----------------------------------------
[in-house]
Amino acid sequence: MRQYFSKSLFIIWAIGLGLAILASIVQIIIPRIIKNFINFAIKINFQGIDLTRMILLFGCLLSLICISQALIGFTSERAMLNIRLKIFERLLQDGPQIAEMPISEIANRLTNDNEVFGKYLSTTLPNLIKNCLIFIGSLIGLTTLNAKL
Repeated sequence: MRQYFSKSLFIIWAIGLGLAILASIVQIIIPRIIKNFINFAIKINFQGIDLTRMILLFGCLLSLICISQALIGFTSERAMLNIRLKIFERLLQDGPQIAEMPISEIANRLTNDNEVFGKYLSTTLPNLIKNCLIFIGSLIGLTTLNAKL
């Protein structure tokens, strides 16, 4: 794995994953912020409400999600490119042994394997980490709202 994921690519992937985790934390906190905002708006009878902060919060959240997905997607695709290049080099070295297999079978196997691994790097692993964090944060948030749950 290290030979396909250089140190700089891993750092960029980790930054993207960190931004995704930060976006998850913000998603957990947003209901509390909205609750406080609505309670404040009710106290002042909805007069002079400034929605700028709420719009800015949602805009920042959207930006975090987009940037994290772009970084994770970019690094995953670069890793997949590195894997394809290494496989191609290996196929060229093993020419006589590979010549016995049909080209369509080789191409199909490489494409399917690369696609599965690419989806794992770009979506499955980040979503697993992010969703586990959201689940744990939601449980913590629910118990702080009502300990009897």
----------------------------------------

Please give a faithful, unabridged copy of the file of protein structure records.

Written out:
[in-house]
Amino acid sequence: MRQYFSKSLFIIWAIGLGLAILASIVQIIIPRIIKNFINFAIKINFQGIDLTRMILLFGCLLSLICISQALIGFTSERAMLNIRLKIFERLLQDGPQIAEMPISEIANRLTNDNEVFGKYLSTTLPNLIKNCLIFIGSLIGLTTLNAKL
Repeated sequence: MRQYFSKSLFIIWAIGLGLAILASIVQIIIPRIIKNFINFAIKINFQGIDLTRMILLFGCLLSLICISQALIGFTSERAMLNIRLKIFERLLQDGPQIAEMPISEIANRLTNDNEVFGKYLSTTLPNLIKNCLIFIGSLIGLTTLNAKL
């Protein structure tokens, strides 16, 4: 794995994953912020409400999600490119042994394997980490709202 994921690519992937985790934390906190905002708006009878902060919060959240997905997607695709290049080099070295297999079978196997691994790097692993964090944060948030749950 290290030979396909250089140190700089891993750092960029980790930054993207960190931004995704930060976006998850913000998603957990947003209901509390909205609750406080609505309670404040009710106290002042909805007069002079400034929605700028709420719009800015949602805009920042959207930006975090987009940037994290772009970084994770970019690094995953670069890793997949590195894997394809290494496989191609290996196929060229093993020419006589590979010549016995049909080209369509080789191409199909490489494409399917690369696609599965690419989806794992770009979506499955980040979503697993992010969703586990959201689940744990939601449980913590629910118990702080009502300990009897």